Have you heard the saying, you can find something to paint no matter how impossible it may seem?
I put this to the test yesterday.
It was overcast. It was so cold that my fingers were about to mutiny and drop the pastel I was holding. The rain was on its way sure as anything. So what was I doing outside painting en plein air? That was surely the question I was asking myself yesterday!
And the answer was that Mel Williamson and I had agreed to paint together on my next visit to Salt Spring Island. And this was it! Although the weather had been perfect a few days earlier, that was not the case on this day. Ohhhhh no! Yet, in spite of the inclement weather, we were determined to paint!
Grabbing coffee in the village of Ganges, we made a plan. Our first action was to find a protected location where we’d be sheltered from the approaching rain. We also knew that driving around looking for the “perfect” place was a waste of time: We needed to get painting!
I knew that the local credit union had an overhang in its back parking lot. We decided to set up there and then find something to paint. We both knew that, if we put our minds to it and looked hard, we could find a subject!
It seemed an almost impossible task at first but, with determination, quiet, and deep looking, we each found something to paint. Knowing that no matter the outcome, we’d feel good having put paint to canvas and pastel to paper, we set to work.
And even though our fingers were screaming for mercy (“We’re sooooo cold!!!!!), we decided to stick it out and do a second piece. Whhaaaaaat?? Crazy, I know but that’s what we did. And weren’t we pleased as punch when we were done?!
I don’t know that either of us was happy with our painting results but that didn’t matter. We proved to ourselves that we could always find something to paint, even in the picturesque (that’s what Mel called it!) parking lot of the credit union!
“There is nothing too commonplace or humble to be included in the study of nature.”~John F. Carlson
Tips On How To Find Something To Paint (Even When It Seems Impossible!)
1. Look for interesting patterns. Even if the scene in front of you doesn’t seem particularly interesting, if you look carefully (squint!), you can often find interesting shapes and patterns that may be worth painting. This search is particularly hard, and necessary, when painting on an overcast day, a day without the brilliance of sunlight to create obvious patterns of light and shadow.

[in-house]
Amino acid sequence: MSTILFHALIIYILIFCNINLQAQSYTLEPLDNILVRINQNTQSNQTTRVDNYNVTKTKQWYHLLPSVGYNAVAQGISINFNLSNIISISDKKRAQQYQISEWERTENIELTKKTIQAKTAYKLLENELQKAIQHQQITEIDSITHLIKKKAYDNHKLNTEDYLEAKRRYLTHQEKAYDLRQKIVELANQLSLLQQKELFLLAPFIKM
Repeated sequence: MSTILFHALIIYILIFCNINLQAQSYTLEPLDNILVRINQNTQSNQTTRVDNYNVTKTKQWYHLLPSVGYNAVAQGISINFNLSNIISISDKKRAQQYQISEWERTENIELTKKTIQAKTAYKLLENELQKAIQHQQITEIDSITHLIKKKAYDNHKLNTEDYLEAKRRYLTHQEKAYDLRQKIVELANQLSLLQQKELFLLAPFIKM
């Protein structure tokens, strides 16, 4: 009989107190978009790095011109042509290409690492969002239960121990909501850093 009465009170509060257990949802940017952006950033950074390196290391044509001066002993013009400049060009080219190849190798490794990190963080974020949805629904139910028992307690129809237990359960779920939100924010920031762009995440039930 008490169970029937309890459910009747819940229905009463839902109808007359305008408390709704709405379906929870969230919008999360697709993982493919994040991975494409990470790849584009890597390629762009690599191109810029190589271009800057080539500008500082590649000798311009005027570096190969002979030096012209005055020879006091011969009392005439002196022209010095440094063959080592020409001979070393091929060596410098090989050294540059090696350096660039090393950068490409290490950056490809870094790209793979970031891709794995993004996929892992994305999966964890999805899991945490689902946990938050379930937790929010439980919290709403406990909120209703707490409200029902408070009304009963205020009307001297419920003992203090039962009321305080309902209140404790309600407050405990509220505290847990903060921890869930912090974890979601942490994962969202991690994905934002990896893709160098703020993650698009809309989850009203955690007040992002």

2. Crop close in. Look for an object with an interesting or unusual shape. Look for the corner of a building. Look for the curve of a fence, an architectural detail, a colourful sign.
3. Keep an eye out for some unusual or bright colour. I saw the yellow rectangle behind a grouping of verticals and used it to show the pattern of the foreground tree trunks.
4. Be unafraid to bring different parts of the scene together. For instance, I saw the bright red of a building in the distance and brought it into the colour of the brown shed I was going to paint. I was attracted to the red colour but that red building was partially obscured by a pillar (and actually wasn’t that interesting except for the colour).
5. Be prepared to paint something that’s not in your usual repertoire of subjects. We were in a parking lot. We each considered painting a car which was certainly not among our favourite subjects! Mind you, we also knew that the car might suddenly be driven away. Early on, there was a very cool-looking small bus that was definitely worth painting but after setting up our easels, the vehicle was gone.
It’s easy to get caught up in the idea of finding the “perfect” scene to paint, but this can lead to not painting at all. And that’s a bummer.
It’s always better to paint something no matter the outcome, than to not paint! So, no excuses! You can find something to paint if you’re committed to the act of painting en plein air. And then, when you’re done, make sure to reward yourself for having found something to paint. High five!!
Do you paint en plein air? What do you do to find something to paint when a subject isn’t obvious?
And if you don’t paint on location, what’s the main thing that’s holding you back?
Until next time,
PS. We were so busy painting and then chatting we forgot to take a selfie with the two of us. Grrrr!
PPS. Are you curious about Mel’s oil paintings?